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Green Poop During Pregnancy – What to Know?


During pregnancy, a woman’s body undergoes significant changes. From physical changes to emotional fluctuations, it’s an experience that can be both exciting and overwhelming. Among the many changes that can occur during pregnancy, changes in bowel movements are not uncommon. One such change that can be surprising is the occurrence of green poop. While it may sound alarming, green poop during pregnancy is typically not a cause for concern.

This topic will help you explore the reasons behind green poop during pregnancy, when it’s normal, and when to seek medical attention. By the end of this article, you’ll have a better understanding of what green poop during pregnancy means and how to manage it effectively.

Why do Pregnant Women Experience Changes in Bowel Movements?

Pregnancy causes changes in hormone levels, particularly estrogen and progesterone, which can slow down digestion and cause constipation. Additionally, as the uterus grows, it can put pressure on the intestines, making it more difficult to pass stool.

Pregnant women may also experience changes in their bowel movements due to dietary factors. For example, many women experience food aversions or cravings during pregnancy, which can cause them to eat more or less of certain foods than they normally would. This can affect digestion and bowel movements.

Furthermore, taking prenatal vitamins and other supplements can cause changes in bowel movements, particularly if they contain iron. Iron supplements are commonly prescribed during pregnancy to prevent anemia, but they can cause constipation and dark green stools. In some cases, changes in bowel movements during pregnancy can be a sign of an underlying issue, such as an infection or inflammatory bowel disease.

Poop-Related Problems During Pregnancy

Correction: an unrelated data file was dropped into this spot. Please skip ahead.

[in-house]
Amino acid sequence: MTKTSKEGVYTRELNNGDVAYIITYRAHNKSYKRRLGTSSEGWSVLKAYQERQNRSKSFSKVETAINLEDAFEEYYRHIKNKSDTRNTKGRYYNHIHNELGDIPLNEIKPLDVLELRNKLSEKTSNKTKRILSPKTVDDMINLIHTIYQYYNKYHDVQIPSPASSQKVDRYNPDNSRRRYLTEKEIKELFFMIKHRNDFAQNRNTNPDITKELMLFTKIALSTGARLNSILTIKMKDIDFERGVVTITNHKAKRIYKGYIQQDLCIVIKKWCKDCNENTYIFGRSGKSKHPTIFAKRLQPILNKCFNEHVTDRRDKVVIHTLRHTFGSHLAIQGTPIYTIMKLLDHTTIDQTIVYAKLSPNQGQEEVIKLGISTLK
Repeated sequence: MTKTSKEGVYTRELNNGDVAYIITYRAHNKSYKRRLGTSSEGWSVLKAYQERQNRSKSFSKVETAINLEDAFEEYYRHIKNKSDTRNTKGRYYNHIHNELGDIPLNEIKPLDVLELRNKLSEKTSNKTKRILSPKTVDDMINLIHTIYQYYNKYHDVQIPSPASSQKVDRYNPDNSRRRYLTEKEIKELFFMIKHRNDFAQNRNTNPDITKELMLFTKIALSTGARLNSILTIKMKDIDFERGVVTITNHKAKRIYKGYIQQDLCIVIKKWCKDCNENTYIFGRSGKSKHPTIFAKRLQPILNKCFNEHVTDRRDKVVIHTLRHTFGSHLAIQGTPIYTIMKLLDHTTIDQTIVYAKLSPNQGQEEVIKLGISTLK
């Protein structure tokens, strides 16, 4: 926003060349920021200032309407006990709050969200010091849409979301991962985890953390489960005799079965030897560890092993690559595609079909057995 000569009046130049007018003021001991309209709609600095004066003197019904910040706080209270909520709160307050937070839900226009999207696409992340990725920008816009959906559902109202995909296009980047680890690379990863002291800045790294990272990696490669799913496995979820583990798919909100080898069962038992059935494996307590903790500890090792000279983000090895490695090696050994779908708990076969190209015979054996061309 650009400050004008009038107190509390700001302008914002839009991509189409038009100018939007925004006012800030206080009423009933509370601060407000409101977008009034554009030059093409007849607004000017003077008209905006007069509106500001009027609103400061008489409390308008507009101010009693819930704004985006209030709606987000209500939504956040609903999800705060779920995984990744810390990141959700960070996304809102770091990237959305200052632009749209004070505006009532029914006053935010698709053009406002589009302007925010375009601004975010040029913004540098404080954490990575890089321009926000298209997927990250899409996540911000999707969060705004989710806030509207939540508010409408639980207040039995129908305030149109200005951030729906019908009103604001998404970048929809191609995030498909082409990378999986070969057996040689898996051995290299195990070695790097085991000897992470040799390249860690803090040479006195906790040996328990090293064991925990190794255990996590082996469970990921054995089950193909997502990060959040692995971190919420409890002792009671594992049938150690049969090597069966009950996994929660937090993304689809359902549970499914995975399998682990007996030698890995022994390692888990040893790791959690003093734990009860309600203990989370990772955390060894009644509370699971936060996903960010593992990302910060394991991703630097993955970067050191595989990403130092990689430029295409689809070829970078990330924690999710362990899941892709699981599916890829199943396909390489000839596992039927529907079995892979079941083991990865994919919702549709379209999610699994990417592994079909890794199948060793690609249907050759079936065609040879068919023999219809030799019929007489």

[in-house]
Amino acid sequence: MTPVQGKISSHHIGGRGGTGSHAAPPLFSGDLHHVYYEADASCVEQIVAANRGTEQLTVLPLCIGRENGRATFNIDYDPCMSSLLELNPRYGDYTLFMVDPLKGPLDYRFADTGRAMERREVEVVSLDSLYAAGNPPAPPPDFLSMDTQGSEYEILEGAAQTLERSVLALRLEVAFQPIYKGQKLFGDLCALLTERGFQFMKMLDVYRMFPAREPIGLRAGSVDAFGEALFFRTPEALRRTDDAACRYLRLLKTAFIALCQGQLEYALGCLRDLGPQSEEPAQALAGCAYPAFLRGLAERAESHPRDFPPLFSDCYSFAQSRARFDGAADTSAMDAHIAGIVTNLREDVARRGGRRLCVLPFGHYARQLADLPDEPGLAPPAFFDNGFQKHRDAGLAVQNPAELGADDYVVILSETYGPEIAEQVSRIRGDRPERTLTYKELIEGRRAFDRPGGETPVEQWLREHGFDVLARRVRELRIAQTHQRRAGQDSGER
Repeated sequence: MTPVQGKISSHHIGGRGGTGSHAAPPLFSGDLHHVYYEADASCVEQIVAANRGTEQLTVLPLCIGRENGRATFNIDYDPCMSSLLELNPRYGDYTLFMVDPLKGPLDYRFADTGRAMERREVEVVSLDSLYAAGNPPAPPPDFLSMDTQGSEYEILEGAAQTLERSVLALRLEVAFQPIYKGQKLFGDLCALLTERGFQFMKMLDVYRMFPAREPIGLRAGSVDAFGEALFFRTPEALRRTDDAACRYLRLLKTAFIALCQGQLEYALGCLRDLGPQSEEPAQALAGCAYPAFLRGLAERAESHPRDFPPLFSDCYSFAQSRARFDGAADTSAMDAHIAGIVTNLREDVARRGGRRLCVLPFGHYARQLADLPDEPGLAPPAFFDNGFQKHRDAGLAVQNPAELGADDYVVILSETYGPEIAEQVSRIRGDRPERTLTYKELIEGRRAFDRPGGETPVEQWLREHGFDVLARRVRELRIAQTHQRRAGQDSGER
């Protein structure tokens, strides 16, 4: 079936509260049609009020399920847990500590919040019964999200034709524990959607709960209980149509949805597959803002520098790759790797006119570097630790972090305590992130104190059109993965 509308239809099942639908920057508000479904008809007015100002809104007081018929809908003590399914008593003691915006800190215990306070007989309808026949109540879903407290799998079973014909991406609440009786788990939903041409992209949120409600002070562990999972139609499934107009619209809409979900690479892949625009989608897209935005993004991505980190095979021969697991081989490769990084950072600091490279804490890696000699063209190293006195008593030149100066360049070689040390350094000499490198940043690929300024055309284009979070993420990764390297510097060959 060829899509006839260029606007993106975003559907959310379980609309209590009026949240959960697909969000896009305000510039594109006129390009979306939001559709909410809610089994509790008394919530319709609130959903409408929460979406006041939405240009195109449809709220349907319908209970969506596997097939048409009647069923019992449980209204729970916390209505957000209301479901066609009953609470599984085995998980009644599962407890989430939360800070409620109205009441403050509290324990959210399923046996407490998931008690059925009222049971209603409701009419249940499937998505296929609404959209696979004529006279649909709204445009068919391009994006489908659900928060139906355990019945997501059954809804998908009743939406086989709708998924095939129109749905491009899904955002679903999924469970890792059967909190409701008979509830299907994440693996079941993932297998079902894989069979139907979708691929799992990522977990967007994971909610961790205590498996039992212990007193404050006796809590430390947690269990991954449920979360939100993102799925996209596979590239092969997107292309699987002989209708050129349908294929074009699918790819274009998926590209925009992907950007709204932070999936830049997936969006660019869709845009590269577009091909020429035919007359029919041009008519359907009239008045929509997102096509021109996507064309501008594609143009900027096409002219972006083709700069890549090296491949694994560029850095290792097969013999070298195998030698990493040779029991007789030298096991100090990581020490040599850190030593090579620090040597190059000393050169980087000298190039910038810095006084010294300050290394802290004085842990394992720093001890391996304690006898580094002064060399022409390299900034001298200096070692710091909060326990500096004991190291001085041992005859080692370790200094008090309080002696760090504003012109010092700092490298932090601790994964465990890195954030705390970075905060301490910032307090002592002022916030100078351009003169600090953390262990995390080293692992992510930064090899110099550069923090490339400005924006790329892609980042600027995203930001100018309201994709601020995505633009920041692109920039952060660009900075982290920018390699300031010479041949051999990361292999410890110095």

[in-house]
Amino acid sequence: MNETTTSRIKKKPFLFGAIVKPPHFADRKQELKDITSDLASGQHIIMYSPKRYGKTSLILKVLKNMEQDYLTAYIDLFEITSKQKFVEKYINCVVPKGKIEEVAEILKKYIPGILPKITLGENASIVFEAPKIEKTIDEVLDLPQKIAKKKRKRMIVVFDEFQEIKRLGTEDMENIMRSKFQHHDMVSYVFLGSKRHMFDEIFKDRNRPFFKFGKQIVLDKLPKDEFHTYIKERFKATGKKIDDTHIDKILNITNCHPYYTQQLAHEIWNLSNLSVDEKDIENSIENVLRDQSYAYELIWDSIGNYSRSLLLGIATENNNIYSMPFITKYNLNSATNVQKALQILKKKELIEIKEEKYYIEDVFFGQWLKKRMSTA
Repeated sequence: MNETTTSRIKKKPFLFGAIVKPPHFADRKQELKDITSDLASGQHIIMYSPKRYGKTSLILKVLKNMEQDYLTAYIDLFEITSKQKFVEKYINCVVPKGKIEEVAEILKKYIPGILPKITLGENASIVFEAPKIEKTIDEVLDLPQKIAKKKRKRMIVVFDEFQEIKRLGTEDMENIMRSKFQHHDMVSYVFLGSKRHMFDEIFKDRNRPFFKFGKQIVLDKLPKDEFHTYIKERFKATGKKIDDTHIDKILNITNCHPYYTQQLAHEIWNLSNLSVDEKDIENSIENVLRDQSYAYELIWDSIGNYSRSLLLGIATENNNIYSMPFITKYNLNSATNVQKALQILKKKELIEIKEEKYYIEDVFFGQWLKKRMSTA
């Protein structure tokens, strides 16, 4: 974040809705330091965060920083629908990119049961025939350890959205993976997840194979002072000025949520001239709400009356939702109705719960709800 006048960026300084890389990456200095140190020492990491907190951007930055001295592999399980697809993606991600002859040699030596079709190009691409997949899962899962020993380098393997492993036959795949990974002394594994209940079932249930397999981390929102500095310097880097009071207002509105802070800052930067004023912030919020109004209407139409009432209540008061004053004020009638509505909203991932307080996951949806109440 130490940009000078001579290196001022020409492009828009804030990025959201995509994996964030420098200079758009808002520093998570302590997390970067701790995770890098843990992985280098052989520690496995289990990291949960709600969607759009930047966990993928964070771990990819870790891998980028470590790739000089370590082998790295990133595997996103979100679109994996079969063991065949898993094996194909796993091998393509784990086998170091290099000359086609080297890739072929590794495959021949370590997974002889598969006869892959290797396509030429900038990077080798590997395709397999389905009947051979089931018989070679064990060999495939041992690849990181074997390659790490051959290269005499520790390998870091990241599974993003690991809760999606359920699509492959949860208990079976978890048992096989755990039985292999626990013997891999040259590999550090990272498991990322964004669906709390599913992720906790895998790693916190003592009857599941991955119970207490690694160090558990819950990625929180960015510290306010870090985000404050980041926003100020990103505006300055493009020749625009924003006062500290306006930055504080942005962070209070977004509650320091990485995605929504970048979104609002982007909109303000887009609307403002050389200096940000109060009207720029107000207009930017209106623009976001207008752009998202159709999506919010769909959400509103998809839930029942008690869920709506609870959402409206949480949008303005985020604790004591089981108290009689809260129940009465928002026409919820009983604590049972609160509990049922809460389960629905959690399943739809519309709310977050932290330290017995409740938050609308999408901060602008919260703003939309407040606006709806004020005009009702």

Some common poop-related problems that women face during pregnancy are:


There’s a huge change in a woman’s hormonal level during pregnancy, particularly increased levels of progesterone. It causes the relaxation of digestive tract muscles, slowing down the passage of food and waste. In addition to this, as the uterus grows, it puts pressure on the small and large intestines, which can further slow digestion. These factors lead to more difficult and less frequent bowel movements, resulting in constipation.

Constipation during pregnancy can cause discomfort, bloating, and abdominal pain. In some cases, it can even lead to hemorrhoids or anal fissures. Pregnant women need to talk to their healthcare provider about safe ways to manage constipation. Sometimes, home remedies are a way out of such conditions.

However, these ladies are told to avoid taking laxatives or other over-the-counter medications without first consulting their healthcare provider, as some of these substances may be unsafe for use. In severe cases, a healthcare provider may recommend a prescription medication to help manage constipation.



Many pregnant women are seen to experience hemorrhoids during their journey. They are swollen veins in the rectum or anus that can be caused by increased pressure in the pelvic region due to the growing uterus. Hemorrhoids can be uncomfortable and even painful, but they are generally not serious medical conditions.

Some common symptoms of this condition include:

  • Pain or discomfort during bowel movements
  • Itching or irritation around the anus
  • Swelling or a lump around the anus
  • Bleeding during bowel movements

To help prevent this issue while pregnant, it is important to stay hydrated and eat a high-fiber diet to help prevent constipation. Regular exercise can also help improve circulation and prevent constipation. If you do develop hemorrhoids, there are various treatments available, such as topical creams, suppositories, or even surgery in severe cases.

It’s critical to note that if you experience any bleeding during pregnancy, it’s always best to consult with your health practitioner to rule out any serious conditions. Hemorrhoids are a common and treatable condition, but other conditions such as anal fissures or infections can have similar signs and symptoms and require different treatment.

Unusual Poop Colors

During pregnancy, changes in hormone levels and dietary habits can cause unusual poop colors in some women. While it is generally considered normal for pregnant women to have changed poop color, certain colors may indicate an underlying health issue.